Improvisational Theatre

Improvisational theatre uses audience suggestions to shape the action that unfolds on stage. Unlike conventional scripted theatre, there is an element of spontaneity and unpredictability that makes improv a unique and exciting experience for the performers as well as the audience. Every performance is completely different, and there's an element of risk involved since there's no guarantee that any given scene will "work".

The Basic Idea

There are lots of different styles of improvisation, but the one that's currently the most popular is "spot" improv. "Spot" improv involves taking audience suggestions and using them immediately ("on the spot") to create scenes. The scenes usually wind up being very funny, but that's not a requirement. Good scenes can be serious and touching instead of (or in addition to) being comedic.

Show structures

There are several different ways to structure an improv show. Most groups simply present a series of improvised scenes, possibly tied together by a common theme.

Another approach (pioneered by Theatresports and subsequently adopted by Comedy Sportz and numerous other groups) is to set up a competition between two or more teams of improvisors. In some cases, the scenes are awared numeric scores by one or more judges.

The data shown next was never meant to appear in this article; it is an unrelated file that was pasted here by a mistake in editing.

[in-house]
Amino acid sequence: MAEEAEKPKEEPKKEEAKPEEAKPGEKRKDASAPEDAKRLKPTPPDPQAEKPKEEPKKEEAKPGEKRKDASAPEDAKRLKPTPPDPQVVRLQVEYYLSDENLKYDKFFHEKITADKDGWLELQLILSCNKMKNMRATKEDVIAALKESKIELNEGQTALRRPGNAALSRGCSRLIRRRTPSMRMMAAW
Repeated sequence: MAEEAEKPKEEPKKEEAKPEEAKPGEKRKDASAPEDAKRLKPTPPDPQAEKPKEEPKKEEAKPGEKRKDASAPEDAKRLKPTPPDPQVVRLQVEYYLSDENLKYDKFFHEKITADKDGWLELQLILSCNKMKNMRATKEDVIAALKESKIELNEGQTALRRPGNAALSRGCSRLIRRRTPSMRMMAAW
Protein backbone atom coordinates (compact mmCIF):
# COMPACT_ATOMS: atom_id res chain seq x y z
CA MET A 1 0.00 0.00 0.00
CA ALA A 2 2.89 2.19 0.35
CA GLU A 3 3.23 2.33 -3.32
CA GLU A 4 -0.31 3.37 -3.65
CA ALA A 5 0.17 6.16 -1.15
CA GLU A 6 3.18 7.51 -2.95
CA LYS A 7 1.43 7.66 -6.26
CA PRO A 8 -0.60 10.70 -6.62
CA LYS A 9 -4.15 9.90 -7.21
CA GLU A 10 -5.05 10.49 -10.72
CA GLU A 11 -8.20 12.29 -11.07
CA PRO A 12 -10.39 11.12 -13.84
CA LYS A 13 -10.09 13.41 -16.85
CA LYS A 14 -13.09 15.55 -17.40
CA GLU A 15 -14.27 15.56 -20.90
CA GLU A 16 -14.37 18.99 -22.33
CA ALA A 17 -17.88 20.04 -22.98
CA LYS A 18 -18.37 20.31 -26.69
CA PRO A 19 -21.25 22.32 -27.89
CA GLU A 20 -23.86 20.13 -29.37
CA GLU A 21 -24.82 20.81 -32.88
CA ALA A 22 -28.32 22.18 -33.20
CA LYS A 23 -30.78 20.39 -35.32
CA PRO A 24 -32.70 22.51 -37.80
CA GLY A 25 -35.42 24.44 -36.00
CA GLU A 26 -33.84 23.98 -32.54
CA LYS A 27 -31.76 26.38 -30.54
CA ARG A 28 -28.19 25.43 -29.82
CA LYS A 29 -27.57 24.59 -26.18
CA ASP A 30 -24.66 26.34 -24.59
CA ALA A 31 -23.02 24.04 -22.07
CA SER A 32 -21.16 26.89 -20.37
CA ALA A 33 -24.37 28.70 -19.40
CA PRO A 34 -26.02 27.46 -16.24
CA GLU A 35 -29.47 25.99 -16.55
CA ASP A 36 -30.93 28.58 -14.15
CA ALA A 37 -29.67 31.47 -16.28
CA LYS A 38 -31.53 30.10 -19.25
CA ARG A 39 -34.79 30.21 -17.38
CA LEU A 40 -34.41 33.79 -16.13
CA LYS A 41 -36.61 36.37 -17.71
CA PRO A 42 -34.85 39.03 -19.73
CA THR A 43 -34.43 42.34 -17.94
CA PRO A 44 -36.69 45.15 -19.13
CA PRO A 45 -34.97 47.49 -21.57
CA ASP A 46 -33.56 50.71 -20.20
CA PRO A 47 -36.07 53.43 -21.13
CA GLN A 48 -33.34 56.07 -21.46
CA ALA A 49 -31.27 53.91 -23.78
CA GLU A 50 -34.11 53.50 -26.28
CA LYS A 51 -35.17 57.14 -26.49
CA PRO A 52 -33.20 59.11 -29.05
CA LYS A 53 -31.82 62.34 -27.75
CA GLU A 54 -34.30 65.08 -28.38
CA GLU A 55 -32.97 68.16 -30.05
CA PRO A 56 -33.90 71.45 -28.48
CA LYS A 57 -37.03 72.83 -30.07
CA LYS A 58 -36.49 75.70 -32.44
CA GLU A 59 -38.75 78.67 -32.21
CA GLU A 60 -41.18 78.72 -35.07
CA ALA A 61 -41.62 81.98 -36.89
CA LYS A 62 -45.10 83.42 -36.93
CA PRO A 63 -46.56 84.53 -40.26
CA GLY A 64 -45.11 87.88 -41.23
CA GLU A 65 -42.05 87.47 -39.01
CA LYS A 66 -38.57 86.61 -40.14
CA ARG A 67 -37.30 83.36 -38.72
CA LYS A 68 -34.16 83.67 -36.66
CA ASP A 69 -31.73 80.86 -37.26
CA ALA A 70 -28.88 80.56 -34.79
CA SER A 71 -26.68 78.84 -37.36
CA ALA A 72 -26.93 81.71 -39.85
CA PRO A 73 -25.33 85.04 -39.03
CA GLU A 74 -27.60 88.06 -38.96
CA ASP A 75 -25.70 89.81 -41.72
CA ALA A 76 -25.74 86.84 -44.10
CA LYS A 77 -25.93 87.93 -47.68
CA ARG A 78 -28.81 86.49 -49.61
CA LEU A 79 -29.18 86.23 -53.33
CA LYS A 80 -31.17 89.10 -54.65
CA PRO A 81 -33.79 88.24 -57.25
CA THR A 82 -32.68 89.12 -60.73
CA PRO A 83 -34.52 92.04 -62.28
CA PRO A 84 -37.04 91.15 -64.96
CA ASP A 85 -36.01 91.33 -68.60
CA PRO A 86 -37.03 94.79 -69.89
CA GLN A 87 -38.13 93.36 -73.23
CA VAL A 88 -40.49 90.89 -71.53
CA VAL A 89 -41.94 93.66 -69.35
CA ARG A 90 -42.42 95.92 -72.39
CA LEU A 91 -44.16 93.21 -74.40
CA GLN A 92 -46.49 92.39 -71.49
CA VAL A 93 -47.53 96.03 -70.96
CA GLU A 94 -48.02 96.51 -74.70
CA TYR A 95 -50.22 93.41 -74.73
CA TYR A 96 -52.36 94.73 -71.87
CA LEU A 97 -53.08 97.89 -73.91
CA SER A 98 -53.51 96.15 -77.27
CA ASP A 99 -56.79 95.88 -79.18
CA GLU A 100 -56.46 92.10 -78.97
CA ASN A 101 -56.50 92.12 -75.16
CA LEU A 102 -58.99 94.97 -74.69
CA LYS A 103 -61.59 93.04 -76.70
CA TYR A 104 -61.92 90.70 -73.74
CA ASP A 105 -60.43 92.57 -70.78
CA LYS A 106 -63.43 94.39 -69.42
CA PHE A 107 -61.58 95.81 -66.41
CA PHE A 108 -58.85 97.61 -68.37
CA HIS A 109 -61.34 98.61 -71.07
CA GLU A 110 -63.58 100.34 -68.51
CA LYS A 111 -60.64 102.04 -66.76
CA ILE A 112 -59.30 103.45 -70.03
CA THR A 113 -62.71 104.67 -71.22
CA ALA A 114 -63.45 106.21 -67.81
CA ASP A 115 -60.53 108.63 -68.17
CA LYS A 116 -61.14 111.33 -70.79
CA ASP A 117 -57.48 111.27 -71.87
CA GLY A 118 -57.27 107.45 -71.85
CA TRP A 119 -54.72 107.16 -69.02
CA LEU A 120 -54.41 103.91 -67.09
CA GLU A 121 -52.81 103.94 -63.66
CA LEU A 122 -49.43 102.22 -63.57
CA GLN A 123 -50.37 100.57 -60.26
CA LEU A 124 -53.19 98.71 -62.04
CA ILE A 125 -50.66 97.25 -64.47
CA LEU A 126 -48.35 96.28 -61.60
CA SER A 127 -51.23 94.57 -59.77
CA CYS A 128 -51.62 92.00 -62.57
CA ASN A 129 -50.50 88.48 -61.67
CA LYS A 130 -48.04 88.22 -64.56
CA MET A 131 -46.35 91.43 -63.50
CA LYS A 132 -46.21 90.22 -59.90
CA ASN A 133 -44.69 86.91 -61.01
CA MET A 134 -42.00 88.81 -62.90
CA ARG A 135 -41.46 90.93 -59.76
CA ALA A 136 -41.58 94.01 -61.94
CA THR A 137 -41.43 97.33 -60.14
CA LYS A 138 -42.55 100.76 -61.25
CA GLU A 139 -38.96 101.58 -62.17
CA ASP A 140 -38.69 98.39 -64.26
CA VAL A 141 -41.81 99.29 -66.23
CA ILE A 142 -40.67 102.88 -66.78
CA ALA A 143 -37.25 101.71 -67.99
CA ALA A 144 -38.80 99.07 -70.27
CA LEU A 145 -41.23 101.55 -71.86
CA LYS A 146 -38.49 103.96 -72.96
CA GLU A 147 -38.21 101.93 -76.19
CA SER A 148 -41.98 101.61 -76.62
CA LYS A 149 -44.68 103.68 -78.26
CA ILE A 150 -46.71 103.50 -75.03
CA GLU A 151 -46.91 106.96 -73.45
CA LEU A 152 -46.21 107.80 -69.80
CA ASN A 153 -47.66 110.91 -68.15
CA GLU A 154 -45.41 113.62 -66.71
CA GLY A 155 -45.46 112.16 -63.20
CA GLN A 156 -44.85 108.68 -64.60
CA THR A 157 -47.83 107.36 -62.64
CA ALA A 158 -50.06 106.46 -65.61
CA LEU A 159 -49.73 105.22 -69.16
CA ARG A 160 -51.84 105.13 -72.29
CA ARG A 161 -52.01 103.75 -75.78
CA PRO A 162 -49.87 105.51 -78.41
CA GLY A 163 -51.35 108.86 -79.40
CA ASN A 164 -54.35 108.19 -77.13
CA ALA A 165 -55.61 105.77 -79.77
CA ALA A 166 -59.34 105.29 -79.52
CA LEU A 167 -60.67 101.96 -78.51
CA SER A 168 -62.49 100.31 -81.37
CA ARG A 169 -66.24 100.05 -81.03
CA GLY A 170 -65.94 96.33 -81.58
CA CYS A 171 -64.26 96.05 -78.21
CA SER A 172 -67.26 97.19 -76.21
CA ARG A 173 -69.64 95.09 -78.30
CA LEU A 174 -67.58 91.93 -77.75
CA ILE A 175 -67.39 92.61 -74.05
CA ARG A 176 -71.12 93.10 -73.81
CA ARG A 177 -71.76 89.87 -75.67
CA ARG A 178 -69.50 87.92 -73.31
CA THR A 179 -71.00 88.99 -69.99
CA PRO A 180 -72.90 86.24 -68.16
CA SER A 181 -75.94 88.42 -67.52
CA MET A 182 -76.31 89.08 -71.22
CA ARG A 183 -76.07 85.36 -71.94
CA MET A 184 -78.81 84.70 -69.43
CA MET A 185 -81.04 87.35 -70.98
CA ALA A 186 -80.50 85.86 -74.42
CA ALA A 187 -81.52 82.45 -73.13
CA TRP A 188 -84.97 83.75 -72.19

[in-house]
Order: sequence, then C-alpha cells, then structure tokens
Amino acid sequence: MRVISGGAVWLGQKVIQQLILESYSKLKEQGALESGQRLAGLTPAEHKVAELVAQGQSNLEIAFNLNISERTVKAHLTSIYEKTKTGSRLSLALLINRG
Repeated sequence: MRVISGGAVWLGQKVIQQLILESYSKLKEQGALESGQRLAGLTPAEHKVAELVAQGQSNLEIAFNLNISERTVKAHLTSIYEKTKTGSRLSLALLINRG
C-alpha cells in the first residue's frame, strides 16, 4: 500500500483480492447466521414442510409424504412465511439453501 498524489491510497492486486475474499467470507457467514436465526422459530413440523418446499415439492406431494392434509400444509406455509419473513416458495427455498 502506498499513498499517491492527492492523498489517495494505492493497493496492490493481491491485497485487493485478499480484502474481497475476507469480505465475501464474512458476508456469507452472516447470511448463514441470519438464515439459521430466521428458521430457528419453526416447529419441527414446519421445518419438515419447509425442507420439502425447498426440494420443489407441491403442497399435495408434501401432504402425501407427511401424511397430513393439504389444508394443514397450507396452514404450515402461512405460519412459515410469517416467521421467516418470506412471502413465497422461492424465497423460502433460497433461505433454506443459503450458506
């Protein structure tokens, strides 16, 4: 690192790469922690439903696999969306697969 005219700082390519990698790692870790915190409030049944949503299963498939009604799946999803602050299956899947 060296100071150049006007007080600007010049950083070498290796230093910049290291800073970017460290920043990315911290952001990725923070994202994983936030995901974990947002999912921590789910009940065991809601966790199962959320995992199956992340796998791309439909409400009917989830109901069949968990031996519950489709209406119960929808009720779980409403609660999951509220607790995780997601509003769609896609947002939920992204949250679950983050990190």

Key Elements

Perhaps the single most important thing that improvisors learn is the value of agreement. Since nothing exists until the actors create it, a scene will only be "real" (for both the performers and the audience) if everyone agrees with each other about things like where they are, who they are, and what's going on.

The performers must also accept each others' ideas, and build on them -- that's the fundamental process of improvisation.

This is a living document

There's a lot more to be said about improv, but my time is limited. If you have specific suggestions about what you'd like to see here, get in touch with me, Bernie Roehl by sending me email at broehl@improvcomedy.org.